The Courier News from Blytheville, Arkansas on October 10, 1950 · Page 2
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The Courier News from Blytheville, Arkansas · Page 2

Blytheville, Arkansas
Issue Date:
Tuesday, October 10, 1950
Page 2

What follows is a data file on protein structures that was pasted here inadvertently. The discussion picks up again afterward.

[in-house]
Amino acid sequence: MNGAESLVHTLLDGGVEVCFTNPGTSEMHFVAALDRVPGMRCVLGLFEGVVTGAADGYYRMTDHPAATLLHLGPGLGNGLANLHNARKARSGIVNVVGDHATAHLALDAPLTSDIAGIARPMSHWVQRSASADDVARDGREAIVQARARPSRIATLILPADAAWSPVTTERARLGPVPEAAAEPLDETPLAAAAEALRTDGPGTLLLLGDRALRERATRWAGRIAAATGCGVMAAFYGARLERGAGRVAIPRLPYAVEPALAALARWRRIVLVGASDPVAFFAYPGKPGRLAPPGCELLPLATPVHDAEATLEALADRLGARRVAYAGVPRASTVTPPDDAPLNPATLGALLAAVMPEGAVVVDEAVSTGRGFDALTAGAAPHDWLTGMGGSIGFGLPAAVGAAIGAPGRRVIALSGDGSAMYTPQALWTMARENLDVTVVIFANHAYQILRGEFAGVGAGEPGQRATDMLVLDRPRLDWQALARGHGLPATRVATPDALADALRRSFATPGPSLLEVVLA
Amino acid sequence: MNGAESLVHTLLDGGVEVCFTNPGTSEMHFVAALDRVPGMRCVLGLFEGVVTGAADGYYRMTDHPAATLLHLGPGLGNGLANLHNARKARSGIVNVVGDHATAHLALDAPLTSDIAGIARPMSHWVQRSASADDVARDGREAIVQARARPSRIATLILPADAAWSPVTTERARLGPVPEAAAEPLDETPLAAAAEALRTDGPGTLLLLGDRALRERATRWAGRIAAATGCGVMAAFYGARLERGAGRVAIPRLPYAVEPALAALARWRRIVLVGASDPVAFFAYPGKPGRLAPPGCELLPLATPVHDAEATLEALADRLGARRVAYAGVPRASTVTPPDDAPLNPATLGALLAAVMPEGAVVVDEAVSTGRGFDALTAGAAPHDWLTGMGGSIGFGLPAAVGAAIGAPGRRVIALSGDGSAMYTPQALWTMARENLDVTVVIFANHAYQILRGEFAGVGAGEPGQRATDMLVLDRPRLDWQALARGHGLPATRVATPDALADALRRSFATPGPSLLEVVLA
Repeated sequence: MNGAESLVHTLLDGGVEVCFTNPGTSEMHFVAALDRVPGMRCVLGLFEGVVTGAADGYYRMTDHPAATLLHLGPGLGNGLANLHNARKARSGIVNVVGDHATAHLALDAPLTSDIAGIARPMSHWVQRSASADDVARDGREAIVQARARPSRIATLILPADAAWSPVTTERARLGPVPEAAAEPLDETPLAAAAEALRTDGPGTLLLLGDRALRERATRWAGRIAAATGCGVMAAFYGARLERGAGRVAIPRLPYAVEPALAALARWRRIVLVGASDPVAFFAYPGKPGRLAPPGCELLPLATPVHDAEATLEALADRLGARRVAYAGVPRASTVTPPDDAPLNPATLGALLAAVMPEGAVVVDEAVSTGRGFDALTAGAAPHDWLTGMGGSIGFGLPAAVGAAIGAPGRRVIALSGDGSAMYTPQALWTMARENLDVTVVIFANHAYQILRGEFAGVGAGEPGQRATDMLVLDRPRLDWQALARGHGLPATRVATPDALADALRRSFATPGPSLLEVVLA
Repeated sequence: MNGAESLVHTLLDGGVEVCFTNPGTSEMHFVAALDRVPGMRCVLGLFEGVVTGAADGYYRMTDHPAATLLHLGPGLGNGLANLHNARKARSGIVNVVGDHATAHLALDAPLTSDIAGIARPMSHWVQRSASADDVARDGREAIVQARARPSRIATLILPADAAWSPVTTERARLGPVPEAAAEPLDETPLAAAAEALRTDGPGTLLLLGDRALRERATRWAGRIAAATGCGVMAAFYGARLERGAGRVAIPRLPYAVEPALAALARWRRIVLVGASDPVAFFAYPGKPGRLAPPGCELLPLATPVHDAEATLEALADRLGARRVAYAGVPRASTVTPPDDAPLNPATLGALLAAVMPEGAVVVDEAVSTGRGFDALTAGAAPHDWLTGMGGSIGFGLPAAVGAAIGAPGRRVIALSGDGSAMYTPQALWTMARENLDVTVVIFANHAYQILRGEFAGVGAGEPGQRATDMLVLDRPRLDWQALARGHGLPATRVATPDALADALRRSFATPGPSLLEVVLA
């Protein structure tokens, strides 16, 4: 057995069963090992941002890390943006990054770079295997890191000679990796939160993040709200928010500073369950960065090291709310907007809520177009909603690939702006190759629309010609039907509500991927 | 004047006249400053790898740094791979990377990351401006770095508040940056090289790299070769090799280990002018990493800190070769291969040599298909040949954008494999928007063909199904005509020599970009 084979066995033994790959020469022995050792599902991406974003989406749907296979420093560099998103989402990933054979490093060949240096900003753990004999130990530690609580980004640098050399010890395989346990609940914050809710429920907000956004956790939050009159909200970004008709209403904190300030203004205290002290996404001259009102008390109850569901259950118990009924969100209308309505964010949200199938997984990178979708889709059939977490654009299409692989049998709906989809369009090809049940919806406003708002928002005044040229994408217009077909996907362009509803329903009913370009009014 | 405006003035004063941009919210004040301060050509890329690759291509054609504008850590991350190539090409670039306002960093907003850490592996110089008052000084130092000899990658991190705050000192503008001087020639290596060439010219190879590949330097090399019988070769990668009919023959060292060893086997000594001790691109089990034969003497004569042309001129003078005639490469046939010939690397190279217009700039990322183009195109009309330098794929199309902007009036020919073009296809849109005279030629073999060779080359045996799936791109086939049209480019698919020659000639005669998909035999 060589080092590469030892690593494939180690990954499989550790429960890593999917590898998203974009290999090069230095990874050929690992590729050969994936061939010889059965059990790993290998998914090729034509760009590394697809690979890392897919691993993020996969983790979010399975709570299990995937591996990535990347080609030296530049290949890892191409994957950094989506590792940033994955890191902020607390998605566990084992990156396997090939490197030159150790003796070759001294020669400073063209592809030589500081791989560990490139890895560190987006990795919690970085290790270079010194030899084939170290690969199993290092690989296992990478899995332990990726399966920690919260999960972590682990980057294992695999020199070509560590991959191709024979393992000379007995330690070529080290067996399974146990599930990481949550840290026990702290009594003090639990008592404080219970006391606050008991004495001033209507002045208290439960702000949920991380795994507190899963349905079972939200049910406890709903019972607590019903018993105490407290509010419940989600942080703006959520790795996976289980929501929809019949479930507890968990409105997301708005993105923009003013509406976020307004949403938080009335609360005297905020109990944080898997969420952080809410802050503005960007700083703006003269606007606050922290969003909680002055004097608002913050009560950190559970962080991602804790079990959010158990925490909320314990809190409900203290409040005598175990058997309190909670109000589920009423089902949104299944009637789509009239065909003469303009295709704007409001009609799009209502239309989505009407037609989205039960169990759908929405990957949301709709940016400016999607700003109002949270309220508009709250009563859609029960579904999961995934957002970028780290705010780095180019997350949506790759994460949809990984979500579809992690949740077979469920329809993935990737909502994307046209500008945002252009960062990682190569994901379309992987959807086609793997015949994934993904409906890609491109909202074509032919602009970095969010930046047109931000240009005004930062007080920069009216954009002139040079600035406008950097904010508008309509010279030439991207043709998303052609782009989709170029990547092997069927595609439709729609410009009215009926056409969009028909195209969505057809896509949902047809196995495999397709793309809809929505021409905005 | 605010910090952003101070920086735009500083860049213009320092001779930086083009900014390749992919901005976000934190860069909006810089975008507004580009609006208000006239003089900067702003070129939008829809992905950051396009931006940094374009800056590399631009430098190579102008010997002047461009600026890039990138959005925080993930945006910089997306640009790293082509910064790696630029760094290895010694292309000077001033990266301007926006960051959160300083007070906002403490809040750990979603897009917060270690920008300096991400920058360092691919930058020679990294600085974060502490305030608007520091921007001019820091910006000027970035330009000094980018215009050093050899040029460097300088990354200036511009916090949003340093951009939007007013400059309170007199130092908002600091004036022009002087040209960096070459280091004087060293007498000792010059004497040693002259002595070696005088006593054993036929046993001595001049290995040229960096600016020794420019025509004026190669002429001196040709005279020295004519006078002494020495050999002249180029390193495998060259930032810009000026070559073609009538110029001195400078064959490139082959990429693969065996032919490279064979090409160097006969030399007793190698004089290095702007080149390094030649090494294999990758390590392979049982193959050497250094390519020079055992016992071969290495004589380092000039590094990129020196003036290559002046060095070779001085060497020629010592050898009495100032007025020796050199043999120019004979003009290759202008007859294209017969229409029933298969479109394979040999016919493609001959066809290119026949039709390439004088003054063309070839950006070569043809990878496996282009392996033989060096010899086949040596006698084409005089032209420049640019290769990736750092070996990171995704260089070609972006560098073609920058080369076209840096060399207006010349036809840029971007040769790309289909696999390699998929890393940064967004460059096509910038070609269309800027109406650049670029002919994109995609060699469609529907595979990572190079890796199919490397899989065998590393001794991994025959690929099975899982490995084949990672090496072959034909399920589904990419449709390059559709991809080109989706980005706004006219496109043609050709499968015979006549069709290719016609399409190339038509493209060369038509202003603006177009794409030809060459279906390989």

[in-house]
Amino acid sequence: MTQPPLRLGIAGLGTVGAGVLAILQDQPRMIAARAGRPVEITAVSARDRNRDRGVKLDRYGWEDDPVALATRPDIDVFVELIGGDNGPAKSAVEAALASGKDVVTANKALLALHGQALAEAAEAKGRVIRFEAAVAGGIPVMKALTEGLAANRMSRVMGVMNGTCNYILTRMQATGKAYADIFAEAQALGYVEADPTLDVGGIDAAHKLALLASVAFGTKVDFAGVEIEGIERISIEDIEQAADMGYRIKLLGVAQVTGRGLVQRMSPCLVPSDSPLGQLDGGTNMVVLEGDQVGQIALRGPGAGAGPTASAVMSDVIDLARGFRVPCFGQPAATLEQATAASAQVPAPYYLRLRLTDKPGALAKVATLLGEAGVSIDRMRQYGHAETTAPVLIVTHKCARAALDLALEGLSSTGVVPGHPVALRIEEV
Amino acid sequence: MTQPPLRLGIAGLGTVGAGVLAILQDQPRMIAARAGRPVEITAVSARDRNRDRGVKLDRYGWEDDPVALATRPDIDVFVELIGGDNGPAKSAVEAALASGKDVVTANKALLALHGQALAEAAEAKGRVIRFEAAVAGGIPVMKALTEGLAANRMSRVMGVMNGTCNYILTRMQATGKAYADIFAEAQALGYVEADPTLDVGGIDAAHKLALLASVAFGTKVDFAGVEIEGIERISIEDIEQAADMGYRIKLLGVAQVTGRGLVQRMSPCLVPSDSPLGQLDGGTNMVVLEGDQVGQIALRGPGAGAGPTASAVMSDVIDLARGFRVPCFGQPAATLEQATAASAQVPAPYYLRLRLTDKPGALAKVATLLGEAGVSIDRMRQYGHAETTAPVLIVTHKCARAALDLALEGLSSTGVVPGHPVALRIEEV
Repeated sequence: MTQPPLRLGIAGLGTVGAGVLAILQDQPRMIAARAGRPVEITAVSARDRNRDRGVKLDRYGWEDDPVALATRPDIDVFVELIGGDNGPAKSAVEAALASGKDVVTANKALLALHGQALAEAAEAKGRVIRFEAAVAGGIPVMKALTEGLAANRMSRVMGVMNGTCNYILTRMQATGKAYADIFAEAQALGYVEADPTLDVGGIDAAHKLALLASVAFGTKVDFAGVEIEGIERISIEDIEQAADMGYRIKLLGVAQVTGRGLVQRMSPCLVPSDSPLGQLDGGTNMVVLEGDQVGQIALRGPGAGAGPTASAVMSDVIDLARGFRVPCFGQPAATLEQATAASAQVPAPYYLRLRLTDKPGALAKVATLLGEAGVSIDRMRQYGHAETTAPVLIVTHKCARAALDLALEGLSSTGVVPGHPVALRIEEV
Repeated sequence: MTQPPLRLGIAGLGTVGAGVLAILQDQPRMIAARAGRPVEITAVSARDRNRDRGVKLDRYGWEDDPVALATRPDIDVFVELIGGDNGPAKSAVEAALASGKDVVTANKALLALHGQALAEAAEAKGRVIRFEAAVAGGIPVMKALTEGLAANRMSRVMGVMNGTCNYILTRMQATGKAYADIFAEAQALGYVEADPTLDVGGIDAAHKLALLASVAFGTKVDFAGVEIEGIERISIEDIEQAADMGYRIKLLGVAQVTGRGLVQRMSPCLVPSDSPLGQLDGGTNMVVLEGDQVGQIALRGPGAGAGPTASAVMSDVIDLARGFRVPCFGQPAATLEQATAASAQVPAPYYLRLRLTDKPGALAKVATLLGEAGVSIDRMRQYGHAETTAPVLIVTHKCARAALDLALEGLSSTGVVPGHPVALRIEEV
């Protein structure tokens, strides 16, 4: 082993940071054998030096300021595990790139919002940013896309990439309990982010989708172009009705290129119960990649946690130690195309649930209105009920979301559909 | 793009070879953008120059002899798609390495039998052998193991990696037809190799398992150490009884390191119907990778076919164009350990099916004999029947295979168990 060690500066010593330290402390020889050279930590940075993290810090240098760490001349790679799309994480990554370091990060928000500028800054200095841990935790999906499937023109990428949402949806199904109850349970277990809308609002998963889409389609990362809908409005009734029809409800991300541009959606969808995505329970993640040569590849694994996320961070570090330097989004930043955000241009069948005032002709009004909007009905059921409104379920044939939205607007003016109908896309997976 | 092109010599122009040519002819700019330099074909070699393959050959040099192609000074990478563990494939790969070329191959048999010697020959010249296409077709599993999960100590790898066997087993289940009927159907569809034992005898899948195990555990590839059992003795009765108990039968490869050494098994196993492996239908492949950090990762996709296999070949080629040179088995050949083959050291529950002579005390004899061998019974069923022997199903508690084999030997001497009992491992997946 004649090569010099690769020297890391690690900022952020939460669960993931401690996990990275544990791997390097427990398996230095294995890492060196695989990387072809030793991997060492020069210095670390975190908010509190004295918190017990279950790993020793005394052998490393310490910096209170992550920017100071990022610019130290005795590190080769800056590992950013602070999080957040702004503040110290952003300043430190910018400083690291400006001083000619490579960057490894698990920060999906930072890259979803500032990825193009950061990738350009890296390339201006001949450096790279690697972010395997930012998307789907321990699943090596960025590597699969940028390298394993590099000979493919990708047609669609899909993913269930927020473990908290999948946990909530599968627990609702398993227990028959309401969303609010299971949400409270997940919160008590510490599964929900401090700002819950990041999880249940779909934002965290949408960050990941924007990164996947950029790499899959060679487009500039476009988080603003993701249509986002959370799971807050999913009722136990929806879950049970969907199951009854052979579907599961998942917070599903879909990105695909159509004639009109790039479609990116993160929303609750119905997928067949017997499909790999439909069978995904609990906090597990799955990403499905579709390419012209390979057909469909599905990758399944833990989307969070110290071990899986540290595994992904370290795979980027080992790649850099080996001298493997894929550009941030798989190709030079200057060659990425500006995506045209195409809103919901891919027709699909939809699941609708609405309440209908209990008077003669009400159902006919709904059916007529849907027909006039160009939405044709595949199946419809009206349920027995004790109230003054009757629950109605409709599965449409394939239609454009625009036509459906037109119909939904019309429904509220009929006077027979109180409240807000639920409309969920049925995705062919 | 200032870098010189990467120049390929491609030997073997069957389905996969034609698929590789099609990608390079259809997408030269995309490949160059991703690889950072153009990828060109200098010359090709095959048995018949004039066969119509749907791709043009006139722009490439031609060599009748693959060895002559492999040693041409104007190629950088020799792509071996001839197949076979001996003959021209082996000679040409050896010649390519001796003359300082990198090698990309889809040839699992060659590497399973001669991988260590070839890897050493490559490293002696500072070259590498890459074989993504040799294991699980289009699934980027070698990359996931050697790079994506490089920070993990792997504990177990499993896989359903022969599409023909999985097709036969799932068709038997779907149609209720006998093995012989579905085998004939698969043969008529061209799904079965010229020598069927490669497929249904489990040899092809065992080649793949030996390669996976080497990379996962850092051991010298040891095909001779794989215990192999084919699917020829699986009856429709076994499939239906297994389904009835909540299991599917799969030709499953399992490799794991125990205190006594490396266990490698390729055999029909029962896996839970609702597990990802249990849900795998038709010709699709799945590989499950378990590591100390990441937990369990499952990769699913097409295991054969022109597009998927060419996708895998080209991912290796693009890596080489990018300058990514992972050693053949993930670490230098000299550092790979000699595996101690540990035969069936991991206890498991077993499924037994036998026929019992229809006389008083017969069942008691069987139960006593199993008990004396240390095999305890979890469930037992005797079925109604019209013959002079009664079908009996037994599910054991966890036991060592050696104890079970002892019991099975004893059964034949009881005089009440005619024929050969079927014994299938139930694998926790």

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;• SECTION'-, A—PACK. TWO St. Francis Basin Transformed to Rich Cottonland Engineers Barely Finished Big L«ve« Before Flood Came Continued from Section A Page 1 photographs and with funds secured from the large lumber companies, published a brochure or booklet, .calling this region the 'Garden Spot of the Mlsslssipp Valley,' In which I foretold the future of the St. Francis Basin. Ten thousand copies were printed and distributed In northern states to attract possible Immigration. Takes Lumber Firm Jofi "About that time Mr. Herman Poepcke, head of the Poepcke- Llcht Lumber Company, one of the largest land and lumber operators In the area, whom I had come to know quite well, made me an offer to become assistant southern man- t*:tr for his firm, which I accepted, "The company then owner! 108000 acres In Mississippi. Potnsett and Cr.Ishead Counties and hart iusf acquired the Marked Tree Lumber Company holding, about 87.000 additional acres. My Job was to fret out about 22.090 feet of logs a year and help develop the land as It was cut over. "One of the first steps In which I had a hand was the establishment of headquarters at Blythevllle. then a small settlement of about 300 people, occupying a site In a small area of cleared and cultivated land, and the building of a box plant at Chlckasawba nearby. Then negotiations were entered Into with the . J. L. C. & E. to move our limber lo Barfielrt landing on the river from which point we took It by barge to Cairo. III., saving about {5.00 per 1.000 over the former rail rate. "Ihe next thing I gave particular thought to was getting the St Francis River and Little River op; ened up so as to afford a better , out-let for our drainage. . Organized Improvement District : "With that thought in mind I proposed and organised the st Francis River Improvement Associ- , ation, with John B. Driver as Pros. Ident. arid aroused interest all along the route from Kennett. Mo., to . Wynne. Ark., hoping to secure from Congress tome definite approurf - tlon that would open the river. - The district engineer's office at .Little Rock had been expending .; about t8,ooo a year doing tempo rary work such as pulling the togs and Impediment from the stream which would float back' to be removed again next year. {100,000 would have done the Job completely and effectively, If expended In one ' year, and we. would have bepn given an outlet for the drainage of all o! ;that region north of Marked Tree. '. "Not being ab!e to get any help : from the Committee of Congress on ; Rivers and Harbors. I then attempt- ,fd to get iome help in the way of .surveys and estimated from the'ne- partment o! Drainage Invcstlga<ion, which came under the Agricultural .Department. "I went to Washington In 1904, I think it was, and called on Dr. Dwood Meaj .then head of that bureau, hoping to get some help in tht way ot profiles across the basin and suggestions of how (o proceed. Dr. Mead was very sympathetic and told me how much that -ort of work was needed in many areas In the United States, but said his bureau wai entirely without funds. I asked how much he would have to have before he could aid us. He did not answer, so I asked it {25,000 would be enough, to which he replied, 'If we had that much money, we could do a lot of investigation.' I left htm, s?ying 'Dr., I am going up on the Hill and try to get that amount for you.' He smiled thinking how disappointed I wan goii.g to be. j Conprreas Circs Money "I remained In Washington a week and succeeded In getting this amount added to the A-ricultural Bill as an amendment. It oa^.sed while I was there and I went rkht BLYTHEVn.LE (ARK.) COURIER NEWS EARLY DRAINAGE WORK—Steps in the early-day digging o! ditches to drain the swampland that Mississippi County was near the turn of the century are shown In the series of pictures above. Taken in the early 1900's, they show a Moating sleamshovel working 'Sis way down a ditch with barge-like quarters and machine shop following close behind. In the top photo, the steamshovel takes a bite out of the growing ditch. The center photo shows a rear view on the same ditch. Below, the finished ditch. These photos are owned by Mrs. Roy Walton, 116 North Ruddle Road. was to me at the time, organized opposition developed "when I• prepared to organize the first drainage district and let the ron- tract for the Grajsy Lake and Tyronza Canal. I had purposely made <he cost as small as possible—rather fitting the dimensions of the canal to what I thought the land owners would stand, than dimensions I knew the case required. The old timers who owned the plantations already developed in the neighborhood of Osceola bogjm to stir up all kinds of opposition, telling the people that what I proposed to do would ruin the county, that water would back up in the canal Irom the St, Francis River and flood their lands. "Then, too, they argued. If it were successful, so much land would be opened up that labor would be scarce and so much cotton would be raised that the price would fall. Feeling ran high anrl I was the object of their wrath. It went so far that I was to be strung up or run out of the country. They gathered at the court house on a set date and were going to oppose the fonna'.ion of this district and the back lo see Dr. Mead .who had bren j levying of the tax, if they had to following even-thing done .?nd resort to violence, when I walked into his office, be I.anrlnwners Pacified *as most profuse In hi= thirte H- "R E. Lee Wilson and some ot th"n called to his room Mr. C G. my clo;e friends advised me not Elliot. Chief Engineer of Drain* ?e. (o meet them, but I hart nothing to and introduced him to me srviiir. rear and believed I coulu pacify 'EUIot. this man is resnonsible for them. I walked boldly into the our hjvinc S2.VWO for this cipn-rt- meeting and stood up on a desk, Just below Caruthersvllle, Missouri, I tan Assistants March. 1903. One of the greatest floods of the river up to that time had passed Cairo and was threatening the entire levee line below. - ; ;..' • "A cavinr%ahk below Cairo had marie it ncrceMary lor the upper St. Francis Levee Board' to let a contract the previous year for construction of a new levee about two miles long and * half milt back of the levee threatened by the caving bank, it was about a 25-foot levee and the contract had been let lo Capt. Bedford Forrest. Dad weather had delayed him so that a gap some 1.000 feet long was uncompleted. Men and teams were working furiously to complete the new levee ahead of the expected rise, but as the river and old levee was crumbling off, and It seemed but a matter of hours before Ihe levee would cave In and let > mighty flood through the incompteted gap in the new levee and flood the entire St. Francis Basin in Missouri and Arkansas. "I had left the Levee Board the Consultation Called "Mr. Pharr asked all of us to meet him and Reynolds at Car- ulhersvllle one Friday morning, early in March .to hold a consultation as to what should be done to avert a break. "Mayor Lucas and his Corps came up the St. Chi^ca and we met and personally Inspected both the old le.vee and the new levee and the Incompleteu gap. We came back to Ihe boat and discussed the situation for several hours. Reynolds was in- sistant that the quickest way was to build a re-enforcement around the point where the levee was caving in, I stood owl for completing the gap in the new levee. Finally Reese came over to my plan and then the others voted to adopt it. They were all good enough to let me undertake the Job. after 1 had wished it on myself, so I acted. An expression that 1 hart remembered for many years in a crisis were the words or General Forrest. •Get thar firstesl with the mostest men.' previous winter and was then As- | "Each engineer undertook n spec- sislant Southern Manager of the '"' ; ~* ' " ' Chicago Mill & Lumber Company S. P. Reynolds was Chief Engineer of the Missouri District; Harry Pharr was chief of the Arkansas St. rrancis Board, and Mayor E. W. Van C. Lucas was U S. District with Capt Reese. Mr ial job. Mayor Lucas was to wire Memphis for two large boats to be sent up as quickly as possible, Reynolds was to secure as many portable threshing machine engines as he could have brought to the barrow pit area between Ihe an electric light line extended clo levees, Pharr took charge of having over the new levee from Caruthers- vtlle and Ihe Chisca was lo go on - - s up on a , . c ,,, e sca was to go on m"nt and I want von to eo i"rk to ! , im j fl .!ked them to let me speak to ilVIOlt y and Monte Gardner as Civil- up lo Cairo and bring back a. lar»e Ark^rsjs -n-ith him and fe w. - ' ' — ~" •with him and fee *e ran do.' "On my return, I called n sen- frnl meeting of all of our ne-iplc at Wvnne, and Mr. E'liot outlined w>'?l hr honed lo be rble to an for 11*. On the train «oine back to Memphis from Wynne he said to me. 'Mr Fnx. I don't, know how soon we can begin work because our force since Jus httn greatly our appropriation depleted hausted, and I have only two vaimg men now working down on Alber- marlc Sound but I will send them clown to you as won as possible. Thtv are Arlhtis E. Morgan and L. U I'.idlnger.* From that point on. your own Mr. Hidinger can best tell you what happened. "The survey 'and Investigation were made and resulted in the Mor- pan Engineering Company being formed to execute plans for a comprehensive drainage program costing nearly >IO.OW,000. but the construction of these canals really gave the impetus to the St. FraiicU Basin and to Ml.wlsalppl County particularly. which resulted In it's b«- comlnj Ihe richest agricultural area In Ihe United States. Twn Recallrd "The time Is too short lo permit my giving many of the tictaih and Interesting episodw that loolc place In thow early ilruggles, but two of them stand out pre-eminent as dramatic experiences that may be nipntlonKl. "Unbelievable -s It may fc JFOU today, and unexpected u the other one 13 point near Moore, thirn. Finally after allaying tholr; fears ami correcting the false talcs That they had heard, they agree*! to let it go through on my promise that if it failed I would surrender to them for a lynching holiday. "It required about a year to cut the canal—one dredge starling at Clear Lake and miles ctown at a anil MrFarren Saw Mill lour mile.s back of Luxora. I had managed to finance construction' by getting some of (he large land owners like Chicago Mill and Lumber Co., the Three States Lumber Company anil the Moore and McFarren Company to underwrite the bond Issue and by persuading my old friend, Mr. Pollard, who had done much canal consVrucUon in Southensl Missouri, and the Canal Construction Company of Chicago lo accepts warrants tor part payment of their work, "When the last hloclc connecting the two stretches was removed by Pollard's rtrcdsc, there was a large crowd assembled to witness the event. The water went out with a weeks, so efectlve hid been the outlet that many thousand acres between Luxora and BlylhevIHe werr free ot water tor the" first time In history. The demonstration had It's effect. From then on i WM Stl [ e a ,..(t was hailed as a little tin god. tavn Break Prevented "One other dramatic episode In connection with the tally development of the Basin was (.lie prevention of a. break In the levte line centrifugal pump we could uat to keep out the jeepage. 1 »'as to jo on to Cairo and St. Louia and get a large outfit camped near Wickliff, Kentucky, that had about 29 dump-cars and then jet from the Frisco im such help »s 1 could, Men, Kqulpmrnt Gathered "At 2 o'clock p.m., the chlsca started for Cairo &nd reached there in lime for me (o take the midnight train Into St. Louis. "I had gotten our General Superintendent of Transportation, C. L. Smith, on the phone from Caruthersville nn<l Instructed him to get MacArthur's Brothers' outfit on barges and bring it to Caruthersville as quickly ns possible, and to get a large pump I knew of, down to the wharf to load on the Chlsca when we arrived. Smith was one of those fellows who did not ask questtons or give excuses, when you told him to do something he did it. Our barge tow boat, the Herman Poepke, and several of our large barges were then at Cairo, and by noon Saturday he had hauled those dump-cars 12 miles overland to the river and loaded them and had them on the way to the threatened break, "Before leaving for Cairo, I had also gotten Koenig's labor agency In St. Louis on the phone 1 and asked him to meet me Saturday inorning, on ny arrival, and had sent a wire to B. L. Winchell, President of Ihe Frisco RR for an appointment at 9 o'clock. Koenig met me on my arrival St. Louis, and f told him of -he situation and asked him to get '00 men to leave on a train at four o'clock out of St. Louis, that evening nncl 500 to leave Kansas City on tlie Missouri Pacific nuout the same lime. He was well known and knew where to find his men and I depended on him. He got the men, 500 Men Dispatched ^t 9 o'clock 1 ivas ushered into Pr»sldent Winchell's office and 1 think, from what he told me ten years afterward, 1 must have scared him badly. Anyway, before I left liim, Instructions had been given by him to dead-head a train load of workmen and an express car loaded with four centrifugal pumps to Caruthersville and Mr; Carl Gray, Division Superintendent at cape Girardeau was instructed to give me every assistance l and cooperation possible. I saw Mr: Gray years afterward when he was President of the Onion pacific RR and we had a great time talking over that experience. "I had seen the president of the Missouri pacific and* arranged for the 500 men to leave by special rain that evening »nd then I took he regular 4 p.m. train back to Caruthersville. "We all worked like beavers all Saturday night. The quarter-boats were ready when the men arrived. Carl Gray helped me build 3 miles of track down the levee from the north so dirt could he taken In i}' train. McArthur Brothers' outfit had been landed South of the gap and a track had been laid from TUESDAY, OCTQBElt 10, 1 950 Project Includes Liftle River Basin Plan Formulated By East Arkansas Group 8 Years Ago Continued from Section A Page 1 by the Mississippi River Commission in August, 1948, and sent to Hie Budget Bureau In Washington. On March 2, 1949. the Arkansas General Assembly completed passage of a measure which authorized tile commissioners of the St. Francis Levee District to contract with the federal government for this work. It gave the Levee Board (he right to serve as sponsor for tile project if approved by landowners In the district. The Budget Bureau approved the project IM March, 1549, clearing the way for presentation In the House. The House of Representatives approved the plan that summer and approval by the Senate soon followed. However, an appropriation bill to provide funds for the project remains to be passed by Congress.! Approval by levee taxpayers in last week's election has cleared the way for this. Obstacle Ix>oms One obstacle, however, looms In the path of this Improvement work —the Korean war. The war could bring about a curtailment of construction work through shortages of vital materials and the feeling .n Congress that government spend- .ng at home should be reduced In favor of defense expenditures. Already, strict criteria have been set up for judging proposed projects and deciding their eligibility for funds. In cutting appropriations for flood control and navigation projects, a House-Senate conference committee said last month that only projects which contribute to national defense n'ill b» Initiated during the period of partial mobilization. Th« commllUe bued 1U vl«wa on a letter from President Truman that instruct*! the Army "to give first priority to those activities which contribute directly to national defense." However, dralngage ofllclala here say that the vast St. rranda project may it least b. started because of its .effect on a vital agricultural area. T "ey '«' "the economic Import- anc« exceeds the cost." 000,000 hu been «ked in order to launch th, wojelt Uve* Bo»rd official. h»v. Plained that should the w tail work or d«Uy the protect colection of the new levy hw gun, payment* of the added cents-an-acre Ux would most Ilk.i, cease until work could resumed Actual auspenalon of the tavy, ih».; »y, would hinge on th. board'. having enough money on hand to finance maintenance of whatever work had been completed by then. lo 5. T. Lowry Company Sam T. Lowry, President Cotton Merchants 64 South November 6th Street Memphis, Tenn. Grownups Hove Fun LOUISVILLE, Ky. —(/Tj— Grownups can have fun playing children's games. That fact has been learned by recreation directors from the tr- playgrounds. They play the games as part of their weekly meetings. They take refresher courses In such things as marbles, rope skipping, hopscotch, kick the can and wheelbarrow racing. hign ground 2 miles south of the levee lo the gap. The centrifugal pumps were set up and removing the seepage water from the barrow pits, and dirt was moving. "By 3 o'clock Monday morning, the gap was closed to full grade and section and the St. Francis Basin was saved from overflow. The old levee caved in a few days later, but the new levee had been completed. DELTA BRAND TARPAULINS Delta Tent & Awning Co. 296 East St. MEMPHIS 3, TENN. 1910 E.J.Cummings &Co. Cotton Sellers 49 Union Ave. Memphis, Tenn. Presenting A RECORD OF 40 YEARS SERVICE IN BLYTHEVILLE ;s of Title FHA Loans Farm Loans Mortgage Loan Correspondent for: Prudential Insurance Company of America National Life Insurance Company Equitable Life Assurance Society TERRY ABSTRACT & REALTY CO. 1950